Make a bean bag toss game
I’ve got my new Fourth of July felt pennants to decorate with next weekend, so the next thing to focus on is entertainment. I wanted a new game for the kids at my party to play, and since their parents are all fans of the popular game cornhole, I wanted to make something similar with bean bags for the kids. Jo and I brainstormed last week and came up with easiest way to make bean bags ever… using the pockets of old jeans! Then I made some scored targets to toss them at, and now I have a game I can’t wait to show all my young friends (and maybe the older ones too!)
To make the bean bags, you’ll need the pockets from some old jeans. If you’ve used your old jeans for another denim projects, like our quilt, then you should have plenty of pockets left over, and this is the perfect way to use them up. You’re also going to need some ordinary supplies like scissors, acrylic paint, a paint brush, straight pins, and a sewing machine and thread.
For the bean bag filling, go to the dry beans section of your grocery store and pick out whatever you can find that’s as small and cheap as possible. For me, the smallest and cheapest available was split green peas, which ended up working perfectly.
Finally, you’ll need from three to five terra cotta saucers in nested sizes. I used four saucers measuring 6″, 8″, 10″, and 12″ for my game.
Now get ready to make the easiest bean bags ever. Grab your old jeans and trim around the back pockets with a pair of scissors, right along the pocket’s edges. For the top of the pocket, just cut straight across the top.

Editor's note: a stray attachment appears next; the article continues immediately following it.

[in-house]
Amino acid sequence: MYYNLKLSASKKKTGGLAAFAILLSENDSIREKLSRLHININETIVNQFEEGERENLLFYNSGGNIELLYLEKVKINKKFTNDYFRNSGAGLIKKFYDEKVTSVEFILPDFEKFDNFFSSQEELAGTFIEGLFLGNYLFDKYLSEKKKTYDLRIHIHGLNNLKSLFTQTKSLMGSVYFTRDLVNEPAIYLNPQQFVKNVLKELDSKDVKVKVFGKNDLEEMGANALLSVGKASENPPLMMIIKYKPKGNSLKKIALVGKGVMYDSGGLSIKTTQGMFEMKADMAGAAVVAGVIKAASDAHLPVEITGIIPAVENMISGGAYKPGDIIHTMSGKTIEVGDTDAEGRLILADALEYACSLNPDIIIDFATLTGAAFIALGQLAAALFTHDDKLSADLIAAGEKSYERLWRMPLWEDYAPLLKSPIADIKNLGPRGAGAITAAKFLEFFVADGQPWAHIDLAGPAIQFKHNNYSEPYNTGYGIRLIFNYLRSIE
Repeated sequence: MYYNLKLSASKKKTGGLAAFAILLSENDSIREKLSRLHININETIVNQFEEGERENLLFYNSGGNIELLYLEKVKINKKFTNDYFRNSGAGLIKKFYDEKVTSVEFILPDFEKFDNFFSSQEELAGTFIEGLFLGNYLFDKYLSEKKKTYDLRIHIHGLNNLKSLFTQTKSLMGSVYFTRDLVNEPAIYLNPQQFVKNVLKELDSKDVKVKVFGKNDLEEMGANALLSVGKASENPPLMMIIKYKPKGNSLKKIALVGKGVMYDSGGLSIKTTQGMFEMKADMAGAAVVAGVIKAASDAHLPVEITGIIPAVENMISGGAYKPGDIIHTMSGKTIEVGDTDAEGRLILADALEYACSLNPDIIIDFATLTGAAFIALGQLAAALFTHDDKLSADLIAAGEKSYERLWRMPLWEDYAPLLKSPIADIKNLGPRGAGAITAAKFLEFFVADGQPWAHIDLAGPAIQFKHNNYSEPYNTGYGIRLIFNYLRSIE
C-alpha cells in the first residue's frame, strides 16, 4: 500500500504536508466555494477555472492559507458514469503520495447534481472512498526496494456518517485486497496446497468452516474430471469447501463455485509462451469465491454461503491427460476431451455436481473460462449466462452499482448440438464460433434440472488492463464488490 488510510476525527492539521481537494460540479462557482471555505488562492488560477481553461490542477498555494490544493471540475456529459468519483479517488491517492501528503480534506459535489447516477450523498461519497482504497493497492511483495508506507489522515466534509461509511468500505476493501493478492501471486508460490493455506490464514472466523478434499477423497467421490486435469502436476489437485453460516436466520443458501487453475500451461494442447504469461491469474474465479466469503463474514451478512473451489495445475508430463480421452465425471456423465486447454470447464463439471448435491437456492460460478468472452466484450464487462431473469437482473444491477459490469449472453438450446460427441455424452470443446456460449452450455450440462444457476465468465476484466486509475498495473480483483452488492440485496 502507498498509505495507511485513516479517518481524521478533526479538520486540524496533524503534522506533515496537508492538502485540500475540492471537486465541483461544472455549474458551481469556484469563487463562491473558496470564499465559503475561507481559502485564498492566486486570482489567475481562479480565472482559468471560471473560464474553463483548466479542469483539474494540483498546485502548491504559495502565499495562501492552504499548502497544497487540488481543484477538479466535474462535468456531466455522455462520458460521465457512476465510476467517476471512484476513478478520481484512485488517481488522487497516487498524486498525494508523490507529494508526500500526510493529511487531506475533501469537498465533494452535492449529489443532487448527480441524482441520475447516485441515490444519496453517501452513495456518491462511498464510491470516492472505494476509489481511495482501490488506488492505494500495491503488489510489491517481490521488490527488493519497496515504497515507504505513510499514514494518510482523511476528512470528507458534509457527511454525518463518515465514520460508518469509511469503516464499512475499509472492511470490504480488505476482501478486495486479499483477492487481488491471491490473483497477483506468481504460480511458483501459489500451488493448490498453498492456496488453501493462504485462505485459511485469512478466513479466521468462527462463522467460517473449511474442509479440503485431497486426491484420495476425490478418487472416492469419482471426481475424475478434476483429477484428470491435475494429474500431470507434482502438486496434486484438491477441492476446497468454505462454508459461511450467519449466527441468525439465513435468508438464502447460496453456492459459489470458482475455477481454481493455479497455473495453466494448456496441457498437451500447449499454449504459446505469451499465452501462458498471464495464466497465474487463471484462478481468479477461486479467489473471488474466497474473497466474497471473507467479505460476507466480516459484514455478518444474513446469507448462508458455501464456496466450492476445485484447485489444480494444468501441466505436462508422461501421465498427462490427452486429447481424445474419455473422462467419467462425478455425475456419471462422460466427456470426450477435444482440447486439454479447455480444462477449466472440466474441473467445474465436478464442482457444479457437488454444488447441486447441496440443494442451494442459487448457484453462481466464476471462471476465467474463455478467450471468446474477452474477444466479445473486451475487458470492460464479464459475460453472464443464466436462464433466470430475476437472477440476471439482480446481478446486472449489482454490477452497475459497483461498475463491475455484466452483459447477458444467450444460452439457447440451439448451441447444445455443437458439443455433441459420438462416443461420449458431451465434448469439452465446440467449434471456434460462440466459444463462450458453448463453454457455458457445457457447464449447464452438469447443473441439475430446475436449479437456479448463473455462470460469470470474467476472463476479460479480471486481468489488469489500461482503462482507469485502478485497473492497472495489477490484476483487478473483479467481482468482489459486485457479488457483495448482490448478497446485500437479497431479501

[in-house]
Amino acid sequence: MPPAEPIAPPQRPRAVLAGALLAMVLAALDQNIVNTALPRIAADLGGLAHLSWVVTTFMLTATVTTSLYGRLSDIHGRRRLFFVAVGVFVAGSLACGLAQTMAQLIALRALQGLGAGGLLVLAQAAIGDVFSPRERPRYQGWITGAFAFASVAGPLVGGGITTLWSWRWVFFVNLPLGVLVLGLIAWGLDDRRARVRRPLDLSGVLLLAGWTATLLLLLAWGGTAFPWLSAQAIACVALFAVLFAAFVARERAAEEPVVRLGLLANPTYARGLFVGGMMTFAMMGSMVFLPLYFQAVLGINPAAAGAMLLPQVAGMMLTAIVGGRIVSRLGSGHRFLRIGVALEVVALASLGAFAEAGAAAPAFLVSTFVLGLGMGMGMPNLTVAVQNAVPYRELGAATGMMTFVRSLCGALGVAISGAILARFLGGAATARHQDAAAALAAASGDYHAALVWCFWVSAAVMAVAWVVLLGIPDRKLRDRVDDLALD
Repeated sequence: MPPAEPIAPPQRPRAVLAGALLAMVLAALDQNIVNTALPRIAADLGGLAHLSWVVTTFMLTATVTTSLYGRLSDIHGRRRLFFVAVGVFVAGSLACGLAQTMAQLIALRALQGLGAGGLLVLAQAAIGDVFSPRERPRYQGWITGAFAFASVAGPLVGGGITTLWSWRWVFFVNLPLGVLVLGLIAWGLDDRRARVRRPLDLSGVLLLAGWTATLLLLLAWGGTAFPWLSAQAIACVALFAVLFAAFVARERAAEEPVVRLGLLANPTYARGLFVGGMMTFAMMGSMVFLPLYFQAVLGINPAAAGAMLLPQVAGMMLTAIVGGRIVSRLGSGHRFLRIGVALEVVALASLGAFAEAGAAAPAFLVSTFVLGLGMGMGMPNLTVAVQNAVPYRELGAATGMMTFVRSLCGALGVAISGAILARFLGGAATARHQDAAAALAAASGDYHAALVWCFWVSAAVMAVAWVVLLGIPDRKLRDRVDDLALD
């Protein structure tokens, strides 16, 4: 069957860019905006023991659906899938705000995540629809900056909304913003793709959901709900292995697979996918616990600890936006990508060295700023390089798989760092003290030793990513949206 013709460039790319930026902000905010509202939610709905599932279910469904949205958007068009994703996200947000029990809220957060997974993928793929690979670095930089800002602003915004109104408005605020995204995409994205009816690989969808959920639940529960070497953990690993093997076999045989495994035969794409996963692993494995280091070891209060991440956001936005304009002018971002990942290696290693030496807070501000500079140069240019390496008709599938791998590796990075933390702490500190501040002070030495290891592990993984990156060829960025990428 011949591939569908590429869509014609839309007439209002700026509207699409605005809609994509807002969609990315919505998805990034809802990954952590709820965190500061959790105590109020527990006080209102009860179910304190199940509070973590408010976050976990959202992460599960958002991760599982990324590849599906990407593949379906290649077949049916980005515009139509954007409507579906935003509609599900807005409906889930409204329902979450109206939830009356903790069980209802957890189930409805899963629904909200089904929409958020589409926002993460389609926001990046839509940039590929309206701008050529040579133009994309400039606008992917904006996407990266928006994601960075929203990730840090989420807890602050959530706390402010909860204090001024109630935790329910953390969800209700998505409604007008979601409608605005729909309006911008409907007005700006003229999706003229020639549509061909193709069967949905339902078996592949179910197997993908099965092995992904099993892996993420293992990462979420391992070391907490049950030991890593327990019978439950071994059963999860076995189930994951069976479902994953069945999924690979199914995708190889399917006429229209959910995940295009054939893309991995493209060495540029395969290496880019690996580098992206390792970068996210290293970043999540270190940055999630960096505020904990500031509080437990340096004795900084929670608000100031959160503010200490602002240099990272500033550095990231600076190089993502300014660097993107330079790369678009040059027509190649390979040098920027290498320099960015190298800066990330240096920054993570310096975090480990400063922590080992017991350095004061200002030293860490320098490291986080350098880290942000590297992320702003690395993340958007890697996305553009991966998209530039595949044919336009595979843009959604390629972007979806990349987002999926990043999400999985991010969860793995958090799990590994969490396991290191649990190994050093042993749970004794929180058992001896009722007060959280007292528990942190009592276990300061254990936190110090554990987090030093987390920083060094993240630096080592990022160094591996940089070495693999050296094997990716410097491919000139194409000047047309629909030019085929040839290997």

You’ll end up with pouch that’s already sewn shut for you on three sides.
If you want to decorate your pockets, take a few minutes now to paint them using the acrylic paint. Since I was making this game for the Fourth of July, I painted a star on each pocket.
Now fill the pockets about 2/3 full of the dry beans. Don’t make them too full, or else you won’t be able to sew them shut.
Use two straight pins to hold the top closed, then sew it shut with one or two rows of stitches on the sewing machine.
That’s it. Your bean bags are done! If you don’t have a sewing machine, you could sew the pockets shut by hand. (Or you might even get away with using hot glue, but I don’t think they would last very long!)
You can paint the saucers in any color or design you like, to match the occasion. I painted mine in a simple red, white, and blue design. I painted scores on each saucer, with the lowest score for the largest (easiest to hit) saucer, and the highest score for the smallest (hardest to hit) saucer.
To play the game, just line up the saucers with the largest one closest to you, and the smallest one farthest away. The distance between the saucers can vary depending on the age and skill level of those playing. Then have the kids take turns tossing the bags onto the targets of their choice, and score them for any successful hits. Easy and fun!